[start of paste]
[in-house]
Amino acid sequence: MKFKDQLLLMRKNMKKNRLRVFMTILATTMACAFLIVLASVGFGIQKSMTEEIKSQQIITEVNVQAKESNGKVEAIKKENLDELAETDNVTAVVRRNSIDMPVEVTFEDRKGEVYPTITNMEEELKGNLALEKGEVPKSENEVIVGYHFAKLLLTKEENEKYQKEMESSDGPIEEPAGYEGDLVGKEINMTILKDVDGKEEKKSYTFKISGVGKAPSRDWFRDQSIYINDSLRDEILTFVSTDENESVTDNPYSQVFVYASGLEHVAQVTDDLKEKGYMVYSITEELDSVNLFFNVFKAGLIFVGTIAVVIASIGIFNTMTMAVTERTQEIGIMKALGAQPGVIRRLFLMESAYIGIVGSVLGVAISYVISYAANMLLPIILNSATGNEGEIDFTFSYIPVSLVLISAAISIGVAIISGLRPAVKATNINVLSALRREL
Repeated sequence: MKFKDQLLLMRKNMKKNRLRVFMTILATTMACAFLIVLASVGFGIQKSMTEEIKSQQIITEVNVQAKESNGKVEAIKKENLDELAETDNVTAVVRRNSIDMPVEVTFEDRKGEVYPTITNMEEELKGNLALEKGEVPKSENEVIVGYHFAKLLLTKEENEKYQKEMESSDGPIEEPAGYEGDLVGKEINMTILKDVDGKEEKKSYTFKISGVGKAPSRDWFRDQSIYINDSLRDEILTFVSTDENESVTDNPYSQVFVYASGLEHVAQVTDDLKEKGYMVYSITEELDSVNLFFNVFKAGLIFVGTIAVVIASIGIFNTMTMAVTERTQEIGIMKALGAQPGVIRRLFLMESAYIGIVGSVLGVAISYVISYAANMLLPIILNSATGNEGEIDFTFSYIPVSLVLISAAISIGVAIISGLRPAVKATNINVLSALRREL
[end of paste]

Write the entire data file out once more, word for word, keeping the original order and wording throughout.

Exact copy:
[in-house]
Amino acid sequence: MKFKDQLLLMRKNMKKNRLRVFMTILATTMACAFLIVLASVGFGIQKSMTEEIKSQQIITEVNVQAKESNGKVEAIKKENLDELAETDNVTAVVRRNSIDMPVEVTFEDRKGEVYPTITNMEEELKGNLALEKGEVPKSENEVIVGYHFAKLLLTKEENEKYQKEMESSDGPIEEPAGYEGDLVGKEINMTILKDVDGKEEKKSYTFKISGVGKAPSRDWFRDQSIYINDSLRDEILTFVSTDENESVTDNPYSQVFVYASGLEHVAQVTDDLKEKGYMVYSITEELDSVNLFFNVFKAGLIFVGTIAVVIASIGIFNTMTMAVTERTQEIGIMKALGAQPGVIRRLFLMESAYIGIVGSVLGVAISYVISYAANMLLPIILNSATGNEGEIDFTFSYIPVSLVLISAAISIGVAIISGLRPAVKATNINVLSALRREL
Repeated sequence: MKFKDQLLLMRKNMKKNRLRVFMTILATTMACAFLIVLASVGFGIQKSMTEEIKSQQIITEVNVQAKESNGKVEAIKKENLDELAETDNVTAVVRRNSIDMPVEVTFEDRKGEVYPTITNMEEELKGNLALEKGEVPKSENEVIVGYHFAKLLLTKEENEKYQKEMESSDGPIEEPAGYEGDLVGKEINMTILKDVDGKEEKKSYTFKISGVGKAPSRDWFRDQSIYINDSLRDEILTFVSTDENESVTDNPYSQVFVYASGLEHVAQVTDDLKEKGYMVYSITEELDSVNLFFNVFKAGLIFVGTIAVVIASIGIFNTMTMAVTERTQEIGIMKALGAQPGVIRRLFLMESAYIGIVGSVLGVAISYVISYAANMLLPIILNSATGNEGEIDFTFSYIPVSLVLISAAISIGVAIISGLRPAVKATNINVLSALRREL